The Ghost in the Machine

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Christopher Schultz (designer)
Ashley Schafer (studio professor)
Curtis Roth (studio professor)
Spring 2021
This project questions how digital tools, the hardware and various software by which we design and share most architectural representation, influence the production and reception of the representations themselves. It explores how an understanding of these digital biases can lead to new discoveries within representations that seemingly shift based on user and machine perception. A new drawing type that I have created and provisionally named "the orthographic composition," investigates these issues. The orthographic composition accurately layers the information from axonometric, isometric, section, and plan views of a project to create a democratized image free from the hierarchy of singular views. This shimmering effect and unstable relationship create an image that changes across software and hardware so that multiple analysis can be performed on the effects that emerge from the representation. Across various software and hardware, the destabilized nature of this image is perceived differently by the user and the machine, effects can appear and disappear depending on the level of intersectional patterns and the software deployed to see such interactions. It is my hope that this constant state of flux blurs the boundary of clearly articulated geometric space into nebulous space. The ambition of the project is that this process not only makes evident the pre-conceived conception of the hardware, and its software, but that the representations it produces can be mined as a new multi-dimensional means to plan and design buildings. The layered perspectives and gradient hatch clouds of the orthographic composition are freed from a single projection or top to bottom three-dimensional modeling. My research into representation, software, and the latent effects it can produce in representation are all part of an effort to capture new types of public spaces that are softer and less determinant than those typically found in the western canon. The orthographic composition produces a nebulous approach to space planning which allows for more gradient than a figure-void relationship can provide in the traditional architectural discourse.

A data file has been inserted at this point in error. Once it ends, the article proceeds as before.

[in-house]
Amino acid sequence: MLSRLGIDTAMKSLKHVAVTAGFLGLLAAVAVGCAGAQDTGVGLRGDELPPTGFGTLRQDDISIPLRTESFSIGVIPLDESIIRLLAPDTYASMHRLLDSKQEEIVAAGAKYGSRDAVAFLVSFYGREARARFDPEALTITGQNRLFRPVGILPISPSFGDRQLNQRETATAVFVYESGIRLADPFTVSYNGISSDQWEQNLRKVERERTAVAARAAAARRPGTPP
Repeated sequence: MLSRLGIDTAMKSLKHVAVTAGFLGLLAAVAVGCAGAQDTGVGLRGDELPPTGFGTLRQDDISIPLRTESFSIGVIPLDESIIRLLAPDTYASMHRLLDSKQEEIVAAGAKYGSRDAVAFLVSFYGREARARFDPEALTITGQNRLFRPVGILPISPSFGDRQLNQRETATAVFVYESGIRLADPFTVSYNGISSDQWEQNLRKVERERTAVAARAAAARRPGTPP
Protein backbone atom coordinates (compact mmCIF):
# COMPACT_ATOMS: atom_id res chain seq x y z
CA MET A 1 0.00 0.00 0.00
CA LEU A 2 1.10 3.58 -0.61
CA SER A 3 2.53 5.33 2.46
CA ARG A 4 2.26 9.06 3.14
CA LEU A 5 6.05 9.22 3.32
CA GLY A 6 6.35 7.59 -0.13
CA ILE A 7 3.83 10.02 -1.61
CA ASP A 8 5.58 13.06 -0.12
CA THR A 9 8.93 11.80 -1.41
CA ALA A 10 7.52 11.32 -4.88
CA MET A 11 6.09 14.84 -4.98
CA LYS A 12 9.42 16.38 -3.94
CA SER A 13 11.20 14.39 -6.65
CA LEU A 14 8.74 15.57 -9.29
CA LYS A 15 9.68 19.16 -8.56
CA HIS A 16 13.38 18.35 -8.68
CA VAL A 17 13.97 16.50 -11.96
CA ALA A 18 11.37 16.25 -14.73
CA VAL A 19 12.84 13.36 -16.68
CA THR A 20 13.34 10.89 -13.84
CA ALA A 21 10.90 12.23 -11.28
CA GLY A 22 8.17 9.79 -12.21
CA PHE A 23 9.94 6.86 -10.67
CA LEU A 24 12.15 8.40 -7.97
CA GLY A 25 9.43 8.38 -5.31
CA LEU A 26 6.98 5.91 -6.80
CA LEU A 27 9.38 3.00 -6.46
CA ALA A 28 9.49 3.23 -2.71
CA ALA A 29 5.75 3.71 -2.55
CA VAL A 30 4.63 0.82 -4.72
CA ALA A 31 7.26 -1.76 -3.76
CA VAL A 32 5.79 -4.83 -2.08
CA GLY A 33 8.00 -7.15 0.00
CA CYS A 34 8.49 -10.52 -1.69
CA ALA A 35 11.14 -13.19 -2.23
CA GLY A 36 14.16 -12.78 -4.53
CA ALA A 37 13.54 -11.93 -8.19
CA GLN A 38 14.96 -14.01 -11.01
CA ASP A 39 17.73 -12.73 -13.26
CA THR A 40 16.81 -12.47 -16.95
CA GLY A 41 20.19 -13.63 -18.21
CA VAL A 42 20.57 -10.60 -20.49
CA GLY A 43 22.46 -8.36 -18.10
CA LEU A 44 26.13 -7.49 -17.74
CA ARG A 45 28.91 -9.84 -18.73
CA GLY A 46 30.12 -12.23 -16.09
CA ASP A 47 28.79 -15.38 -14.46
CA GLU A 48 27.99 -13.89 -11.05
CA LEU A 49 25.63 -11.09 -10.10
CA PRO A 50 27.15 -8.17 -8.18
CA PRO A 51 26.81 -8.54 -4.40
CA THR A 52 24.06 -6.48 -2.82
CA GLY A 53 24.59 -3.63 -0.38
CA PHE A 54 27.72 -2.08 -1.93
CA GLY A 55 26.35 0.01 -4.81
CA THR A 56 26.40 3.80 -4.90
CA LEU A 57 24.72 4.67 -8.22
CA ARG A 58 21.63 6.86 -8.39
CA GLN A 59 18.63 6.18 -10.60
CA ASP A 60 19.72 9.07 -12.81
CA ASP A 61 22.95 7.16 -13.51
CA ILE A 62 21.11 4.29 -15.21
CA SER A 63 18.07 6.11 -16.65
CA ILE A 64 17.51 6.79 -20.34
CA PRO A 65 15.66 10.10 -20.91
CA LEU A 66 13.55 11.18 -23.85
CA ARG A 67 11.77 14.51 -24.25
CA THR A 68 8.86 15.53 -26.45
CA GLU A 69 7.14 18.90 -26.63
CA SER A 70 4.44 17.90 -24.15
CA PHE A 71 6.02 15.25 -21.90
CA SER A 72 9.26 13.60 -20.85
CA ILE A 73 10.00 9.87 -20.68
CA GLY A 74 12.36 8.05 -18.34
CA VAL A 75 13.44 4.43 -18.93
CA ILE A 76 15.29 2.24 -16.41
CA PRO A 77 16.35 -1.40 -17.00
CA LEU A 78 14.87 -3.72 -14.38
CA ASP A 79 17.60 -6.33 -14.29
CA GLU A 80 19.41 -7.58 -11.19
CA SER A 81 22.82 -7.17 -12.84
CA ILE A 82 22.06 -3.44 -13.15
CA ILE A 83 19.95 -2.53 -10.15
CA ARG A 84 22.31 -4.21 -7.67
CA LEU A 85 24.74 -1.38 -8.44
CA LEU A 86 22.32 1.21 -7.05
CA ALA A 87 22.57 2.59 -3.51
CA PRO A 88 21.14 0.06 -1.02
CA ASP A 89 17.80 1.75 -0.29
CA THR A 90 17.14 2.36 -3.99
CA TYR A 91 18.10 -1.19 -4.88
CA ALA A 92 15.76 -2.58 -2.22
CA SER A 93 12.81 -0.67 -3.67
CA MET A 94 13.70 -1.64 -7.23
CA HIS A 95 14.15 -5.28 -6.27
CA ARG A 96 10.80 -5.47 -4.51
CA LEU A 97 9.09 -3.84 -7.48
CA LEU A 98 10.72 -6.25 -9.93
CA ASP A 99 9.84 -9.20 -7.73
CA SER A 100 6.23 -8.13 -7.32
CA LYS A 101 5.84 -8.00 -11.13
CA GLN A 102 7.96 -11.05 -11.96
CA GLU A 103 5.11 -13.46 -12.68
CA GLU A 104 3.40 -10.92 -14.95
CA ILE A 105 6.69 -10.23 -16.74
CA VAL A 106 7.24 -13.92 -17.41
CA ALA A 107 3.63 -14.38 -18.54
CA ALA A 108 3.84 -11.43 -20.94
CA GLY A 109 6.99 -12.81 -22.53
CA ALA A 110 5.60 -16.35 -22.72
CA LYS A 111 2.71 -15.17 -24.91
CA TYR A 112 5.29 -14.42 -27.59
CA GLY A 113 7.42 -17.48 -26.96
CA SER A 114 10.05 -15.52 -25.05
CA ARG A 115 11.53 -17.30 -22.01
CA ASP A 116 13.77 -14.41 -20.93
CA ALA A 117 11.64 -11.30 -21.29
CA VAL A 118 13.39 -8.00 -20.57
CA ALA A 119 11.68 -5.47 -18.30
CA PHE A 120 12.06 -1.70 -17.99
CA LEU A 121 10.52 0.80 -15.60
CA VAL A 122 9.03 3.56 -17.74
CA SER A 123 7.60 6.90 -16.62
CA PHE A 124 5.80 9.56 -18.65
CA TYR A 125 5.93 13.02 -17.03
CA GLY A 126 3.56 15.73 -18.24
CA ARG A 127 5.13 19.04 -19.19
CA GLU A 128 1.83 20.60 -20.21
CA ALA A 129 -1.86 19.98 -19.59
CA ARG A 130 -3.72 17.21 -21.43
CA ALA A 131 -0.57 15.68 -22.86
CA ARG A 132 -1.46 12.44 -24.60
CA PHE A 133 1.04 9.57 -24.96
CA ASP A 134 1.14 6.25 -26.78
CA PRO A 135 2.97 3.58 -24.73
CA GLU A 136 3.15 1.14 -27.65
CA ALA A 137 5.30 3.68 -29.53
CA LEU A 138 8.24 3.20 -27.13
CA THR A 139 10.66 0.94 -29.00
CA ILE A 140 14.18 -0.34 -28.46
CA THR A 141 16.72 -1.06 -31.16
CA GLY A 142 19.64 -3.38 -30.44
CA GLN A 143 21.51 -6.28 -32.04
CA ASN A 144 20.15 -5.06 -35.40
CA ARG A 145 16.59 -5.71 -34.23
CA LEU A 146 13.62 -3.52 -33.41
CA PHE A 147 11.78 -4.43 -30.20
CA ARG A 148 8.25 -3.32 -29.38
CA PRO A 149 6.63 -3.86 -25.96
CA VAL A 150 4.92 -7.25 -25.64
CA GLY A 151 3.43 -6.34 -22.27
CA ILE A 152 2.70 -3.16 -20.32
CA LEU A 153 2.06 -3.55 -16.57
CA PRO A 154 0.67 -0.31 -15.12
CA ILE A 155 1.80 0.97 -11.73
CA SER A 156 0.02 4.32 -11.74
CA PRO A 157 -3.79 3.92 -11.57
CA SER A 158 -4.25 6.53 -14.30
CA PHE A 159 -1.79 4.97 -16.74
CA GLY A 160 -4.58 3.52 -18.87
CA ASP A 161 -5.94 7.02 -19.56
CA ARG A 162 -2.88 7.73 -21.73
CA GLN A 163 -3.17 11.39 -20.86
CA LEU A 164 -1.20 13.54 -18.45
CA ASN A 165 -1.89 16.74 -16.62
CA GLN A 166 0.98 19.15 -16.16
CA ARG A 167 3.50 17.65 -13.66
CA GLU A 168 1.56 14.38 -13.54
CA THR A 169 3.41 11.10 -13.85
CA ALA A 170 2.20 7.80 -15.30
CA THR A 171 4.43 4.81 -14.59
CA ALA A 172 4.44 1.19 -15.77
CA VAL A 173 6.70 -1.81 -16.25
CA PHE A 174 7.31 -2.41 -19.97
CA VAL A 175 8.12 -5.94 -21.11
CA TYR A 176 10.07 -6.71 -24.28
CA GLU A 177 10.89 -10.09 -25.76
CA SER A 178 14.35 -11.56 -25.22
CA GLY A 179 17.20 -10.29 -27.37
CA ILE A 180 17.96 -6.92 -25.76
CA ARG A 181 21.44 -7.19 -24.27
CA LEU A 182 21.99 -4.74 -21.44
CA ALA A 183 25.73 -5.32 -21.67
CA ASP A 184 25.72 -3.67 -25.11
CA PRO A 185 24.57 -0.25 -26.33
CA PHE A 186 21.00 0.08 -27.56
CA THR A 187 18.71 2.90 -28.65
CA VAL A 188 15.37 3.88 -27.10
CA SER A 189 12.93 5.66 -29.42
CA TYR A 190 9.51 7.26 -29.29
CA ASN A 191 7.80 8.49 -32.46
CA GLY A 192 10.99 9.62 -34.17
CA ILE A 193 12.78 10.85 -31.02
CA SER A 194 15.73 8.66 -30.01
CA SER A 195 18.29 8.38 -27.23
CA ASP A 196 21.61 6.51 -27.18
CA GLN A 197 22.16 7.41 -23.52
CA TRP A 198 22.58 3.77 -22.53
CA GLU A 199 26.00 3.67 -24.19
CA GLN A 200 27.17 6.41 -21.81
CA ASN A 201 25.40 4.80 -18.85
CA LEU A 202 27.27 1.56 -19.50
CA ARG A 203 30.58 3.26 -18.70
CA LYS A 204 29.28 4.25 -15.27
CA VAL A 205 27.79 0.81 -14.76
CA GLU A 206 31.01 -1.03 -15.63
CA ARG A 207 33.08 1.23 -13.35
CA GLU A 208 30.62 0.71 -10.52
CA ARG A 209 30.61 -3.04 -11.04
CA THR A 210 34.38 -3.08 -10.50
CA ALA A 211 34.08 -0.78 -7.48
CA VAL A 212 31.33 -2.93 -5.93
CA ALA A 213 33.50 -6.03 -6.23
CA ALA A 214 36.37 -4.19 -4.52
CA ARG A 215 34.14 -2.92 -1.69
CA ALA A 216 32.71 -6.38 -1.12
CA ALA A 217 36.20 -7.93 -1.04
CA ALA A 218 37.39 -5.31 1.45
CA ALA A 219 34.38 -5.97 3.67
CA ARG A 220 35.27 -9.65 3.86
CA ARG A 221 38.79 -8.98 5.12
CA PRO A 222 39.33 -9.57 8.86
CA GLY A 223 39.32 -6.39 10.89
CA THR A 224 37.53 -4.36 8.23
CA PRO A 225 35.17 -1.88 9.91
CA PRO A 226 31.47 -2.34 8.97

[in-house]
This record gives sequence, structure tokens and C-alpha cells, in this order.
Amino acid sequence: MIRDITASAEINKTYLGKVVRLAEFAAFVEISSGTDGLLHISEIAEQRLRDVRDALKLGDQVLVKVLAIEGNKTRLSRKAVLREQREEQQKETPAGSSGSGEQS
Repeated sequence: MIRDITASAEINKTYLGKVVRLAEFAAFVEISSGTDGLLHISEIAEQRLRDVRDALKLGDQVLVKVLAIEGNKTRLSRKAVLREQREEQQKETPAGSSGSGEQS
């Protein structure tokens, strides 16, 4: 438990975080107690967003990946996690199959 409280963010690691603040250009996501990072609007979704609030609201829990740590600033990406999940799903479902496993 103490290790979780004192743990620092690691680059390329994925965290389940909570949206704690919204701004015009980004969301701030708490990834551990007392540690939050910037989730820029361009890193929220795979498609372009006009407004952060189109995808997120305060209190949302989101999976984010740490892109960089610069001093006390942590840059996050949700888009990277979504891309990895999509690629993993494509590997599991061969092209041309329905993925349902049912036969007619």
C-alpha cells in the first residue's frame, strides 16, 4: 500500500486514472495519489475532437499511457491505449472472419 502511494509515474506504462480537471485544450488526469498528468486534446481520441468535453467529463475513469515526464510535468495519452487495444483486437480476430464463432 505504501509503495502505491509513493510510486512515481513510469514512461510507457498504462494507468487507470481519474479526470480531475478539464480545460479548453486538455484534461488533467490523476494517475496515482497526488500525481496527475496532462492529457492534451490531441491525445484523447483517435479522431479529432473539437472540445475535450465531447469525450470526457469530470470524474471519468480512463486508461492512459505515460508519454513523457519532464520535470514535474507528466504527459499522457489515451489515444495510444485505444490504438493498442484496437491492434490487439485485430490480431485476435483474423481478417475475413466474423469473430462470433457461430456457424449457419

ARCH 8420